The trains in Japan is a phenomenon that has tourists flocking to use them. Yes, it is cheaper using the trains and buses to travel around. However, there are a few things people outside of Japan need to understand about taking the trains. Once you understand the culture of the trains then you can see why the tales of its efficiency has reached international fame.
In Japan, there are a few types of train lines available and it is good to know the different rails available. The major and most common one you will see are the Japan Rail lines or JR for short. As convenient as the JR lines are, there are some popular places located far away from the JR stations. To compensate there are subways, metro, and private rails available. Be sure to pay attention to the signs on the train to make sure you are boarding the right train as some share the same platform.
Before boarding the train, see if it is a local (普通), local rapid/ semi-express (準急), rapid (快速), express (急行), or limited express type (特急). Depending on the designation will determine how many and which stations it will stop at. The local makes a stop at every station, but the semi-express does not. The difference between each one is not only the amount of stops they make, but the frequency they appear on the line too.
When purchasing a train ticket first you need to figure out the line you will be using. For example, are you going to use the JR line or Metro. Both have separate machines where you can purchase their line specific tickets. These, ticket dispensing machines, can usually be found near the ticket turnstiles. Once you figure out which train you will be taking then you need to figure out the amount you will pay. Unfortunately, the machines do not have the name of the station to choose from, but instead there are various prices. There is a large map above the ticket dispensers with the names of the station with a price under it. Once you find your destination choose the amount to be paid and insert your money. Your ticket will be dispensed below so do not forget to take it with you.
For more advance travelers, there are special single to multiple day passes people can purchase at the machines or Midori no Madoguchi ticket office. These tickets are a nice alternative if you plan taking multiple trains within an area. For example, the Tokyo Metro passes cost 600 yen for a 24-hour period and works on all Tokyo Metro lines. If your targeted destinations can be reached on the metro lines and your traveling exceeds the 600 yen then the pass is worth it.
If you had just finished purchasing your ticket, head towards the turnstile. There are two types of turnstiles, one is for IC cards like Pasmo and Suica, and the other is for tickets. You can identify them by the color. If you see green or pink then only IC cards can be used to go through. The black ones accept tickets and IC cards. When inserting a ticket do not forget to retrieve it from the next slot. Otherwise you will have to pay for it again at the help counter. Upon exiting at your destination turnstile, the ticket will not come out again after you insert it.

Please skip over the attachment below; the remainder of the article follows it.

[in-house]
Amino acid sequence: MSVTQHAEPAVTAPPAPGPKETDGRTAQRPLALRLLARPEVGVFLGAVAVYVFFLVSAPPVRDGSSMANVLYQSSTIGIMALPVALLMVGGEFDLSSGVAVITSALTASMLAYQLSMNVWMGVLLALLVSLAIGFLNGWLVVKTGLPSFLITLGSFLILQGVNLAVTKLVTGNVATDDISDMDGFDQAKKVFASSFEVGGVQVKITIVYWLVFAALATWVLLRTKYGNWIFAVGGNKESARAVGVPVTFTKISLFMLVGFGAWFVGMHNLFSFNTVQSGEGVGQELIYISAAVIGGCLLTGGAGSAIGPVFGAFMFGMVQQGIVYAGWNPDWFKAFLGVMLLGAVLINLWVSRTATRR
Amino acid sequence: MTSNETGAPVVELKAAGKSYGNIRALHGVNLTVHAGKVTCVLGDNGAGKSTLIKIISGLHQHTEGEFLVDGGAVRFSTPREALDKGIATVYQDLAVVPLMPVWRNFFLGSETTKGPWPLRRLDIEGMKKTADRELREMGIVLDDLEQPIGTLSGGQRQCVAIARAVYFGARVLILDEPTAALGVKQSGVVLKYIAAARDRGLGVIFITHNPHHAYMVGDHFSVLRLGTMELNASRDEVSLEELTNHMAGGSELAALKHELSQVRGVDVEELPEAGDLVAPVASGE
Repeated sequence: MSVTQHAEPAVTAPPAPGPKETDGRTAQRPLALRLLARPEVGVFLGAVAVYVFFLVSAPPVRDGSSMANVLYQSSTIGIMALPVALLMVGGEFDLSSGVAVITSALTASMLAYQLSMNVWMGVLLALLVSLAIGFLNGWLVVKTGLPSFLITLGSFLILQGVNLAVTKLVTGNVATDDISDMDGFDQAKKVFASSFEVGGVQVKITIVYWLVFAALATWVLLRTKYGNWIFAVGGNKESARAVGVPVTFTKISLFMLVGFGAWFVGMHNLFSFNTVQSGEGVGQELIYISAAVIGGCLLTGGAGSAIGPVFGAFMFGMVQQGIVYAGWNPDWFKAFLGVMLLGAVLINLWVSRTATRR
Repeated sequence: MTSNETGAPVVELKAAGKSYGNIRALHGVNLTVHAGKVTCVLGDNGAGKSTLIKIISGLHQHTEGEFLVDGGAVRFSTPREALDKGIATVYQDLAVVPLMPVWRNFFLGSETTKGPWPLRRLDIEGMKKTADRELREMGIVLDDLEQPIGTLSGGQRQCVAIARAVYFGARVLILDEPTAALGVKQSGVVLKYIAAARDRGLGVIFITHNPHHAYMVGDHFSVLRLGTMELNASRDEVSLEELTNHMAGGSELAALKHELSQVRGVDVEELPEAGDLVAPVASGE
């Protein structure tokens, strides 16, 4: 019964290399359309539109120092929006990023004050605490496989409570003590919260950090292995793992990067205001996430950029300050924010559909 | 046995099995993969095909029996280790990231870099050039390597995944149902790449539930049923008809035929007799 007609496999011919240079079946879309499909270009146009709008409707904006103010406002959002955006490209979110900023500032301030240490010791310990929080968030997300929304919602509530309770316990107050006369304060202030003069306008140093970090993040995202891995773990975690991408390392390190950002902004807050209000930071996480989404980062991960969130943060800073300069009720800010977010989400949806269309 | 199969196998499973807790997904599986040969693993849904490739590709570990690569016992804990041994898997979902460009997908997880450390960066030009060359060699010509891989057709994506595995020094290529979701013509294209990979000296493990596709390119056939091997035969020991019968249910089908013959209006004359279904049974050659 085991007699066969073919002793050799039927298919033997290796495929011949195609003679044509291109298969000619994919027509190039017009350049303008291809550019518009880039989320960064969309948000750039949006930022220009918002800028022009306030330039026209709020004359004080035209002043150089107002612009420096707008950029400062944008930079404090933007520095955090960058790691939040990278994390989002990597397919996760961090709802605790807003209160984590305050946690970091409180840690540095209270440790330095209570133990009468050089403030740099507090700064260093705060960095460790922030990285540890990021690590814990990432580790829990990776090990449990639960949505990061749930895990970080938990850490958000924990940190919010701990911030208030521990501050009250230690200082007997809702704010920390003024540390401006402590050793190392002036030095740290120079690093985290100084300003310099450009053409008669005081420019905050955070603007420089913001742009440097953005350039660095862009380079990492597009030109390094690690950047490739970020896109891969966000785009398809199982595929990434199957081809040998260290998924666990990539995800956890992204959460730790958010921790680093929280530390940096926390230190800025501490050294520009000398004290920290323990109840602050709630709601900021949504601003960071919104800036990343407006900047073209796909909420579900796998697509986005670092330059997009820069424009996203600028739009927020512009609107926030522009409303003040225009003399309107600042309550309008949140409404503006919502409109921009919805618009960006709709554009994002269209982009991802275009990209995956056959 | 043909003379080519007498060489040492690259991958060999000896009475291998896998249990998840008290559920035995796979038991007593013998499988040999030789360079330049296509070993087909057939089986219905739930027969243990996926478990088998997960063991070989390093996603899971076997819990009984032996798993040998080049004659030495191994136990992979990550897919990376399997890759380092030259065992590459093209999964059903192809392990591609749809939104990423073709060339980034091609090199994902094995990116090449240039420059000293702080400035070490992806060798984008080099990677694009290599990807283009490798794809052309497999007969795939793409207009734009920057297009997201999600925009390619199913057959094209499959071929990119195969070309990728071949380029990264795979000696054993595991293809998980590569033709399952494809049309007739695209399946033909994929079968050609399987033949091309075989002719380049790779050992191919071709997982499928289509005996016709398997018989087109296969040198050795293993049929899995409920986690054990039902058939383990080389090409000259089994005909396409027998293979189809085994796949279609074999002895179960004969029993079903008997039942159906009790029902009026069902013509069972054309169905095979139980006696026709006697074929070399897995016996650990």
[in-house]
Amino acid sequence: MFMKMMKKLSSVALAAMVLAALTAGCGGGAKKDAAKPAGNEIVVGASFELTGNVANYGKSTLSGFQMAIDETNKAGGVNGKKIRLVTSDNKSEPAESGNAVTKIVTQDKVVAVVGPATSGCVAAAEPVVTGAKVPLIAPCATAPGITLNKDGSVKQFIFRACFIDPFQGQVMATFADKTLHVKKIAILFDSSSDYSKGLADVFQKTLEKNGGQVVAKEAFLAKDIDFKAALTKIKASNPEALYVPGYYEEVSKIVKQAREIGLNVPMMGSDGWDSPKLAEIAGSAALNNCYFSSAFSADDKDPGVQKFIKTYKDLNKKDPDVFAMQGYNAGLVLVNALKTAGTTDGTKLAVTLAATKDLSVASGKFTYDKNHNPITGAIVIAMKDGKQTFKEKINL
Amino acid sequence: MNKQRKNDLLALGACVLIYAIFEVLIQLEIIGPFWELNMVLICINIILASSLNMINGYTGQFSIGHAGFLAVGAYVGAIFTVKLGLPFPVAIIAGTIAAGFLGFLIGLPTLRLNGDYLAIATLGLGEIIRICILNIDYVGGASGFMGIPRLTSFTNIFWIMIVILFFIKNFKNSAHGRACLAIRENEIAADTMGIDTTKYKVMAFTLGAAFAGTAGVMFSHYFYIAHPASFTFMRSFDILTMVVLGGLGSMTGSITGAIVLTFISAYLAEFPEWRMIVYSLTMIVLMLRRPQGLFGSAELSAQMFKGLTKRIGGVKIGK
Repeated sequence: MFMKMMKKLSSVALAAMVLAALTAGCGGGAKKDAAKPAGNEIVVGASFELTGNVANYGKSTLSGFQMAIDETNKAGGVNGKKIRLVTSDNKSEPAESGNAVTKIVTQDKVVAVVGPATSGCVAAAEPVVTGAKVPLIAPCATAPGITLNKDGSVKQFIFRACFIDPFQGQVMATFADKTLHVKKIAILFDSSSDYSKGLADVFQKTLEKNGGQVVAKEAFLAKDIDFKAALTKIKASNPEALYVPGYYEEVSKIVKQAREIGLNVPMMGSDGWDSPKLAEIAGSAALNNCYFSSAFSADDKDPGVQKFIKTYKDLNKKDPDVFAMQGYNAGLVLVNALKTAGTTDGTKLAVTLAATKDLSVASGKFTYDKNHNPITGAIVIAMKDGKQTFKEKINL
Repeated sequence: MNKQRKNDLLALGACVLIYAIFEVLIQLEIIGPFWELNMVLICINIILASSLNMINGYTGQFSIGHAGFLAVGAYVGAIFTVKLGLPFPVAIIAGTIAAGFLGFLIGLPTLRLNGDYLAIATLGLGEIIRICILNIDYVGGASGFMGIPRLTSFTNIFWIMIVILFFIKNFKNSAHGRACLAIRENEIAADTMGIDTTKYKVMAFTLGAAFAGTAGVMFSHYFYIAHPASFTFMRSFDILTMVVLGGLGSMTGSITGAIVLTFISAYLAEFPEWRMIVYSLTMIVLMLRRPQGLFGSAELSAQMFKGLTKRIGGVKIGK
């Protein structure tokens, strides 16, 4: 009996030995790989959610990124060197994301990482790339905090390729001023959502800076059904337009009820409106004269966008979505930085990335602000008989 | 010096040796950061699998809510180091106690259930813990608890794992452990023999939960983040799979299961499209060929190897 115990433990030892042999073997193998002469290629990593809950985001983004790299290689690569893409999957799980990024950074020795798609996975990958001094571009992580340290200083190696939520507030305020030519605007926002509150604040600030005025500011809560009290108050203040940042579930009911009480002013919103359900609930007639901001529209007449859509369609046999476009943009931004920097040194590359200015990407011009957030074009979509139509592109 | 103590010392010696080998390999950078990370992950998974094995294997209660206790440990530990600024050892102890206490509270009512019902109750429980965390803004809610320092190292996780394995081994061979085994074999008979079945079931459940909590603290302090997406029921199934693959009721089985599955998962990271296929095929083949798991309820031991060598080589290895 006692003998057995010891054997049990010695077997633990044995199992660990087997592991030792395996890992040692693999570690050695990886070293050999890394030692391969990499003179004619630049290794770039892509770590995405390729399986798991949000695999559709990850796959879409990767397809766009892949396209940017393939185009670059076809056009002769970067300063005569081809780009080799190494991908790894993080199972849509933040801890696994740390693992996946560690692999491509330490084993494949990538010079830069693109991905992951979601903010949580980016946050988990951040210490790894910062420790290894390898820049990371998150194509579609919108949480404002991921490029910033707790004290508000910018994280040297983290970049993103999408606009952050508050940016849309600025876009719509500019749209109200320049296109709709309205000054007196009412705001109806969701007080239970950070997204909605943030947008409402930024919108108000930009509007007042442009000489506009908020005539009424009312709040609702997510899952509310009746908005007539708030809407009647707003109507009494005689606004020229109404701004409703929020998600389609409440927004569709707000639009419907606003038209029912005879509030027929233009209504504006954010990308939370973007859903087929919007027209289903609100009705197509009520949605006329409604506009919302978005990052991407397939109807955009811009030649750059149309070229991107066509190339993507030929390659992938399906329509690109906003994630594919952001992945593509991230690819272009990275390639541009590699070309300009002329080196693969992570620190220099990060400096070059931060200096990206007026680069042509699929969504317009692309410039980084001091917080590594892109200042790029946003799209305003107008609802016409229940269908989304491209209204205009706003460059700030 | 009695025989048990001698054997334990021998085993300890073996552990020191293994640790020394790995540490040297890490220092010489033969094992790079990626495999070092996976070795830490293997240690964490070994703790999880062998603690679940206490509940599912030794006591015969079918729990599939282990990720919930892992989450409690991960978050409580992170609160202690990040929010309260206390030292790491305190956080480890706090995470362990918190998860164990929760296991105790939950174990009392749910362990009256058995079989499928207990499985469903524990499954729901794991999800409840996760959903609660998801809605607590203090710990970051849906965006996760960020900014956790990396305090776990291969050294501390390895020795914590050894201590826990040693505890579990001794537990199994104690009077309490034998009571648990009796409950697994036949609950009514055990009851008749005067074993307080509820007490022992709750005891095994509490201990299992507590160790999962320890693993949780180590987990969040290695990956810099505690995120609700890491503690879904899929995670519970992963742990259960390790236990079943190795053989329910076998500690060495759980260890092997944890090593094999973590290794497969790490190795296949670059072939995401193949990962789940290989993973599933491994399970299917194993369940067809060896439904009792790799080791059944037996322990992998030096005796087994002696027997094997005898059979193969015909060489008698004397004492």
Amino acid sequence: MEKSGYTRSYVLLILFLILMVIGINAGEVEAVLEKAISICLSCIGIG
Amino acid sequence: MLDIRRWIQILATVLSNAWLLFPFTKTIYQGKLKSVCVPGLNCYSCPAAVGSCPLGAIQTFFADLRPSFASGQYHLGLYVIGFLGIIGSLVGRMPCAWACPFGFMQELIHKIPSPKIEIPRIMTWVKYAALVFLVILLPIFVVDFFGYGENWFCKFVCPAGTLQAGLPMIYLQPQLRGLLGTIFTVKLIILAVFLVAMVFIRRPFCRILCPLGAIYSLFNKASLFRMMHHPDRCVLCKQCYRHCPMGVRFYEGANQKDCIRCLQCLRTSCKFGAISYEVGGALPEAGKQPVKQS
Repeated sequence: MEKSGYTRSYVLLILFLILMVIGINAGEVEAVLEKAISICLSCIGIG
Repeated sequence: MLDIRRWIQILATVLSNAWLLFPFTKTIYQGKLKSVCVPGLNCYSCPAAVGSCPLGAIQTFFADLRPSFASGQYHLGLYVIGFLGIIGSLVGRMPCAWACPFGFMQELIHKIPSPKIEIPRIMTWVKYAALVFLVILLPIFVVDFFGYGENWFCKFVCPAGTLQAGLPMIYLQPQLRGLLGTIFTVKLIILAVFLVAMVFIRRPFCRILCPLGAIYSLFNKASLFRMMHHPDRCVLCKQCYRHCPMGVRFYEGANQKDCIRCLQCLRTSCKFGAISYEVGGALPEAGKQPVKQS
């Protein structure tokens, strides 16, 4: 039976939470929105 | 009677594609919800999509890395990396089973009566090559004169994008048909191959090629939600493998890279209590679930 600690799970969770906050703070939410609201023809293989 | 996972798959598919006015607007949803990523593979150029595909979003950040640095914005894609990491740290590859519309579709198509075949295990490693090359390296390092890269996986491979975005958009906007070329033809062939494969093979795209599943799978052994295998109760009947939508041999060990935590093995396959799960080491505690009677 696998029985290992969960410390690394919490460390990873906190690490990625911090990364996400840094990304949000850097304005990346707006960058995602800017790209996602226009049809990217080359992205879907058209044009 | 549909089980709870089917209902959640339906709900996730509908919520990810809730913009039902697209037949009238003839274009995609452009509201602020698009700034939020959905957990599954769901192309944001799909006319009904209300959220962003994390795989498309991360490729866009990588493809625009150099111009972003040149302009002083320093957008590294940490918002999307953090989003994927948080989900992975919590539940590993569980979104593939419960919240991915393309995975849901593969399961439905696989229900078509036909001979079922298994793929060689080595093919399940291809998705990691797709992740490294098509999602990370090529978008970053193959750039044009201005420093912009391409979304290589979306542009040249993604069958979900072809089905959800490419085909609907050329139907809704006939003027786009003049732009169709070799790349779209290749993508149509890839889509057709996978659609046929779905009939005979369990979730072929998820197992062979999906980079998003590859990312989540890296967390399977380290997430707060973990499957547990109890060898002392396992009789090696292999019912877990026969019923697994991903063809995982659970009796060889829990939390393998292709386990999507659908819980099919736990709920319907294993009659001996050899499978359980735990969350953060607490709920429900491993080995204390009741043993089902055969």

Waiting for the train requires you to line up in an orderly fashion. Sometimes you will see queue lines painted on the ground to help you figure out where to line up. Other times there will just be a marker to indicate where the doors of the train will be. At this time people create at least two lines because once the train comes they stand to the right or left of the doors and leave the center open. They do this in order to let the people who are getting off the train through. Do not rush the door or cut the person in front of you. As long as you follow the flow you will be in the train in no time.
In the morning, Monday to Friday, at around 7am to 9am the trains are pretty packed depending on where you are traveling from. This is especially true in Tokyo, so if you plan anything, watch out for these times. If you plan it properly you will not end up being pushed into the trains with people invading your personal bubble. If you want to experience the morning rush go to one of the busiest stations, like Shinjuku, close to 8 am and get on the Chuo-Sobu line.
If you have never ridden the train in Japan, you will notice that most of the time it is quiet. There is an unspoken rule to not talk on the trains, but it is not explicitly followed. Certain situations invoke specific conducts. For example, if you see someone sleeping on the train then do not have a loud conversation with your friend near them. Also, do not talk on your phone. If you have to answer the phone please go to the area where the train cars connect. You can close both the doors and the sound will be muffled from everyone else.
The seats in the train have a priority aspect to them. If you see a handicapped, elderly, or pregnant person offer them your seat. Eating and drinking on the regular trains is somewhat a taboo. If you plan on listening to music while on the train then make sure it is not too loud that the person near you can hear it.
At first all of these rules, spoken and unspoken, seem to be daunting to many foreigners, but as long as you respect it you will have a pleasant time on the trains. See how everyone acts and use it as an example to how you should conduct yourself. After riding the train a few times, you will start doing all of these things out of habit.